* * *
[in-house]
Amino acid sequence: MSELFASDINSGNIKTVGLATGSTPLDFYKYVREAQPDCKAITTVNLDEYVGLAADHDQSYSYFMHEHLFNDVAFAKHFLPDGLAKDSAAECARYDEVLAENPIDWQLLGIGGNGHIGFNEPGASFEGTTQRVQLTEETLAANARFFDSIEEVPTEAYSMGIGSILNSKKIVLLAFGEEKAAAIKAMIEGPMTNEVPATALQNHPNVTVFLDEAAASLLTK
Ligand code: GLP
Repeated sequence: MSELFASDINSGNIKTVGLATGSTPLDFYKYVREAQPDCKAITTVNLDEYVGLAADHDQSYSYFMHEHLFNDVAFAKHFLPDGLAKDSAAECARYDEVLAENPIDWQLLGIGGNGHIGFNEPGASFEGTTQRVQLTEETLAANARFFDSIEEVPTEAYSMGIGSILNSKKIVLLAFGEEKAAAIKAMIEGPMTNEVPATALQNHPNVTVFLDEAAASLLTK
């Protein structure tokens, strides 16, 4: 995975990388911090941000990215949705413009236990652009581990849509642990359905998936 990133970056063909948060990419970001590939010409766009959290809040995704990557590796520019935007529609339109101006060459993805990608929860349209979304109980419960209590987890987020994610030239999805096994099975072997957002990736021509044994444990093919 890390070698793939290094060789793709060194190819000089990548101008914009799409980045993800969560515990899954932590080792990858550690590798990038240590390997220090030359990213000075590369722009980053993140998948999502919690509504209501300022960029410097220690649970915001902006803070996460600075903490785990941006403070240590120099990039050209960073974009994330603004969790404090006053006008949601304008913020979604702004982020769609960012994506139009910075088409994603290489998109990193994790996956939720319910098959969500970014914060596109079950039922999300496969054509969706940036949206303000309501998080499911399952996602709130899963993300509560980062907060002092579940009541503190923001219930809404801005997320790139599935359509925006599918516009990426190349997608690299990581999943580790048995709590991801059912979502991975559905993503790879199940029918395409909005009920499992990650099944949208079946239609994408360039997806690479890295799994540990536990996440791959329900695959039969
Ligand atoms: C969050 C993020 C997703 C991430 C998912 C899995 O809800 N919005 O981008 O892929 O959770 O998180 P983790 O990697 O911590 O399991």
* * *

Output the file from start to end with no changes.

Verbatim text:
[in-house]
Amino acid sequence: MSELFASDINSGNIKTVGLATGSTPLDFYKYVREAQPDCKAITTVNLDEYVGLAADHDQSYSYFMHEHLFNDVAFAKHFLPDGLAKDSAAECARYDEVLAENPIDWQLLGIGGNGHIGFNEPGASFEGTTQRVQLTEETLAANARFFDSIEEVPTEAYSMGIGSILNSKKIVLLAFGEEKAAAIKAMIEGPMTNEVPATALQNHPNVTVFLDEAAASLLTK
Ligand code: GLP
Repeated sequence: MSELFASDINSGNIKTVGLATGSTPLDFYKYVREAQPDCKAITTVNLDEYVGLAADHDQSYSYFMHEHLFNDVAFAKHFLPDGLAKDSAAECARYDEVLAENPIDWQLLGIGGNGHIGFNEPGASFEGTTQRVQLTEETLAANARFFDSIEEVPTEAYSMGIGSILNSKKIVLLAFGEEKAAAIKAMIEGPMTNEVPATALQNHPNVTVFLDEAAASLLTK
């Protein structure tokens, strides 16, 4: 995975990388911090941000990215949705413009236990652009581990849509642990359905998936 990133970056063909948060990419970001590939010409766009959290809040995704990557590796520019935007529609339109101006060459993805990608929860349209979304109980419960209590987890987020994610030239999805096994099975072997957002990736021509044994444990093919 890390070698793939290094060789793709060194190819000089990548101008914009799409980045993800969560515990899954932590080792990858550690590798990038240590390997220090030359990213000075590369722009980053993140998948999502919690509504209501300022960029410097220690649970915001902006803070996460600075903490785990941006403070240590120099990039050209960073974009994330603004969790404090006053006008949601304008913020979604702004982020769609960012994506139009910075088409994603290489998109990193994790996956939720319910098959969500970014914060596109079950039922999300496969054509969706940036949206303000309501998080499911399952996602709130899963993300509560980062907060002092579940009541503190923001219930809404801005997320790139599935359509925006599918516009990426190349997608690299990581999943580790048995709590991801059912979502991975559905993503790879199940029918395409909005009920499992990650099944949208079946239609994408360039997806690479890295799994540990536990996440791959329900695959039969
Ligand atoms: C969050 C993020 C997703 C991430 C998912 C899995 O809800 N919005 O981008 O892929 O959770 O998180 P983790 O990697 O911590 O399991």